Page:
Rodin/Kiefer at the Musée Rodin in Paris

Rodin/Kiefer; Musée Rodin, Paris. Photo Credit Gary Brewer.

Rodin/Kiefer at the Musée Rodin in Paris

By Gary Brewer

 

“For beauty is nothing but the beginning of terror, that we are still able to bear…”
Rainer Maria Rilke, Duino Elegies

 

“How strange it is, to be standing leaning against the current of time.”  W.G. Sebald

 

When I heard about this exhibit of Rodin and Kiefer I immediately envisioned the plaster casts and molds of Rodin that I knew well from the collection at the Legion of Honor in San Francisco. The seams on the plaster casts add an urgency and a sense of process and transformation to Rodin’s sculptures that give them a contemporary feel. The molds for the casts are crude appearing objects, transports for raw material to be transformed into refined objects. Kiefer was drawn to the casts and especially to the molds as objects that contained a past and a future and that their hidden negative spaces had to be envisioned by the viewer; the past and the present compressed and metamorphosed into something new.

Rodin was a romantic artist, the physical expressivity of his sculpture a marriage of a tough sense of realism conveyed through a ‘symbolist’ vernacular of poses and expressions. There is a painting of the “Thinker” by Edward Munch in the collection that Munch had painted in the garden of this studio-now museum, it brought to mind that connection, of stylized figurative distortions communicating an interior subjective emotion on a mythic scale. Kiefer is a romantic artist whose visual vocabulary is often that of architecture as an image to communicate the tragedy of history, of German history and of the histories of ideas through time that can lead to horror. His use of plants and sunflowers give one a sense of rebirth, renewal and of transformation, that the buried dead can become the seeds of a new generation.

I am in Paris as I write these words but before we left the states I decided to read a French novel and chose the Hunchback of Notre Dame by Victor Hugo. I was astonished to learn that the main thrust of this novel was to awaken an interest in the preservation of Gothic-Medieval architecture which was being torn down and destroyed at that time in the 1830’s, and of the need for the restoration of Notre Dame in particular. Rodin was deeply influenced by Hugo and became an enthusiast for Gothic French architecture; in 1914 he published a book “The Cathedrals of France.”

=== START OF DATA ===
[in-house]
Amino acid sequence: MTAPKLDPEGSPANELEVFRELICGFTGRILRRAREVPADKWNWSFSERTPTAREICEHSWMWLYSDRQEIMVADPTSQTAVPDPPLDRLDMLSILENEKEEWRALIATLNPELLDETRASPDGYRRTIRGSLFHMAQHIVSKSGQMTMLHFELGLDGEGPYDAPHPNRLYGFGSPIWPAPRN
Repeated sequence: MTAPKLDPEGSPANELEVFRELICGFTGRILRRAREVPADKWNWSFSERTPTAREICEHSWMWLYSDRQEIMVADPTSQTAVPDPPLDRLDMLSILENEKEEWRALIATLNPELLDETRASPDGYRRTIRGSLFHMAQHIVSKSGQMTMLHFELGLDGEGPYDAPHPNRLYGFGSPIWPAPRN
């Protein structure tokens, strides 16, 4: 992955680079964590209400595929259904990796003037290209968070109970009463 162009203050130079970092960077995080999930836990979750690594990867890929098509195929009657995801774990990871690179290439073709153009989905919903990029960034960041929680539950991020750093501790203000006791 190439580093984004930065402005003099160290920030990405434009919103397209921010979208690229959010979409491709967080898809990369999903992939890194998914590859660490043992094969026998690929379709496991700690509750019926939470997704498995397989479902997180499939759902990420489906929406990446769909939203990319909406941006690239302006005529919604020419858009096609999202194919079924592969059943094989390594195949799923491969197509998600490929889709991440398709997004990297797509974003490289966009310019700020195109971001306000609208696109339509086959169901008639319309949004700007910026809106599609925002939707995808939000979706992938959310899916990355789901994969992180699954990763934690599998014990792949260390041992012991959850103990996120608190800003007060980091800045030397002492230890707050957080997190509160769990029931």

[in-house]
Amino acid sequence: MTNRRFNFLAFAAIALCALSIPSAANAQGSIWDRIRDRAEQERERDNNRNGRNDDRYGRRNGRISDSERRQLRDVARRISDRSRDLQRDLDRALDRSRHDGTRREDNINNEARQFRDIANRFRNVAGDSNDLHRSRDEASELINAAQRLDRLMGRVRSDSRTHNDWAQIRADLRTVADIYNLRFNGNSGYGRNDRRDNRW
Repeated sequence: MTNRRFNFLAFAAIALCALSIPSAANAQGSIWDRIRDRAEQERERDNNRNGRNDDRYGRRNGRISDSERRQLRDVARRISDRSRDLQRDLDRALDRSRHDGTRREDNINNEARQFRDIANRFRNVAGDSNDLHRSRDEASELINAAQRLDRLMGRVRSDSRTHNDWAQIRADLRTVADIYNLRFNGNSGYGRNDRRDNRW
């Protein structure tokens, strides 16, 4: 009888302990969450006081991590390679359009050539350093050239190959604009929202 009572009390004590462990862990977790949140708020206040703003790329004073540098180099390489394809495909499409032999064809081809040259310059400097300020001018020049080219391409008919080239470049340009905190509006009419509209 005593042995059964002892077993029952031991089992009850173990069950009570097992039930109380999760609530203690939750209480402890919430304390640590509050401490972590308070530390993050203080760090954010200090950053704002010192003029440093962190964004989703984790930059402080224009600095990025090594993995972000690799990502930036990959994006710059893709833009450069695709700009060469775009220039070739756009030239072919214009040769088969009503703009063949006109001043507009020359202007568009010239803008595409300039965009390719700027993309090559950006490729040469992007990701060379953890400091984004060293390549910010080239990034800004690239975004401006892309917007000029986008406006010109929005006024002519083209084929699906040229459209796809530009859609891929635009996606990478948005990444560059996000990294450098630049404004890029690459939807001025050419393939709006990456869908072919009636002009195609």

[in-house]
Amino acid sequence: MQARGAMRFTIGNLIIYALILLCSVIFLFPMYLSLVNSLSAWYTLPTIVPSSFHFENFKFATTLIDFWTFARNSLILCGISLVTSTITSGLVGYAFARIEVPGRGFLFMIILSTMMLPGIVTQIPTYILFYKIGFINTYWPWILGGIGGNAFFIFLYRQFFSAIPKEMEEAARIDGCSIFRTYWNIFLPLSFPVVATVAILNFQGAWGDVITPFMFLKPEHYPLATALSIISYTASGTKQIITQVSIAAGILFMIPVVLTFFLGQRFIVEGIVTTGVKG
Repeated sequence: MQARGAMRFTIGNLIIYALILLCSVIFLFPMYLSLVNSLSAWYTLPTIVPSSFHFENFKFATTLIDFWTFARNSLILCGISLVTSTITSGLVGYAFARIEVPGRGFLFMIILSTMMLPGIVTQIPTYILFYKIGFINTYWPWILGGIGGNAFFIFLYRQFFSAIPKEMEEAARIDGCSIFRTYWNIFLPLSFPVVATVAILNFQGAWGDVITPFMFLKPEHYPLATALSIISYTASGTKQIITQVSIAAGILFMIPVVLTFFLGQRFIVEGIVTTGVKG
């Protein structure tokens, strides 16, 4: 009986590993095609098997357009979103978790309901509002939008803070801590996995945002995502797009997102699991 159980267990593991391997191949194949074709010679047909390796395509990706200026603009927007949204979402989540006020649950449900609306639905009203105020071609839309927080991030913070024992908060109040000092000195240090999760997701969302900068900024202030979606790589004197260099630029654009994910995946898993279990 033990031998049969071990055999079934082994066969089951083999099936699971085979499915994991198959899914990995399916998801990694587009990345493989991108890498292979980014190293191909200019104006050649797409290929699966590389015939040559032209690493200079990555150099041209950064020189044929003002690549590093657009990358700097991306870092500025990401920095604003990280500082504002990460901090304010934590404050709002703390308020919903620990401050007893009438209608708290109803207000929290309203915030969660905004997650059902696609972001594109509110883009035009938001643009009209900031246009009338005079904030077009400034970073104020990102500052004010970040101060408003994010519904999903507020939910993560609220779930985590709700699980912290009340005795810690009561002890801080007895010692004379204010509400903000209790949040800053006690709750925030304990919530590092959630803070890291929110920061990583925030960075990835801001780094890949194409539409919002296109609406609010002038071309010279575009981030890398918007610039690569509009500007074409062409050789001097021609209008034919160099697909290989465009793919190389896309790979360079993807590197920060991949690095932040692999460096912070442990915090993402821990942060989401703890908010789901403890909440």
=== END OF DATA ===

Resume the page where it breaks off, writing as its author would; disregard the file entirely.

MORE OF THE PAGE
Kiefer has titled this body of works, “The Cathedrals of France” in homage to Rodin’s book. In his paintings, images of spires and towers reference the towers of Kiefer’s own massive studio-installation complex at Barjac, in southern France. They are drawn, etched and embossed into thick material, paint or some other substance that he scraps and carves into, to render powerful expressive visions of these structures. Onto these he pours and splatters hot lead that exquisitely convey organic forms suggesting plant fronds, vascular systems, sea fans and other organic forms, their powerful physicality shape-shifting between image and matter. He pours and applies paint and other materials to create congealed surfaces some of which, after pouring hot lead on them, he peals back, revealing the underside which acts like a print picking up material from underneath like a molten mono print.

Kiefer has also created a room filled with vitrines of large painted and drawn books that make free use of Rodin’s exquisite erotic watercolors and drawings of female nudes as well as his studies for ornamental elements in buildings that include the female form. In these works the expressive force of Kiefer’s sense of touch, of materials and of accident is beautifully displayed, these watercolors and drawings feel fresh and spontaneous and harken back to the early romantic watercolors that Kiefer produced before his epic, straw, pitch and lead paintings began.

In the first room of Kiefer’s installation three monumental paintings hang along with several vitrines, one with a spiral ladder, a DNA helix climbing out of the primal poetic matter of earth with a group of Rodin’s plaster casts buried beneath. Another contains a sunflower whose seeds have been gold leafed, seeds still in the dried heads and seeds that have fallen onto an open book-the book painted an earthy lead blue; a metaphor of the cycle of life-death and regeneration, the conveyance of ideas and of the earth. The room also contains antique plaster molds that Kiefer purchased and placed on metal shelves whose patina of age add to the impact.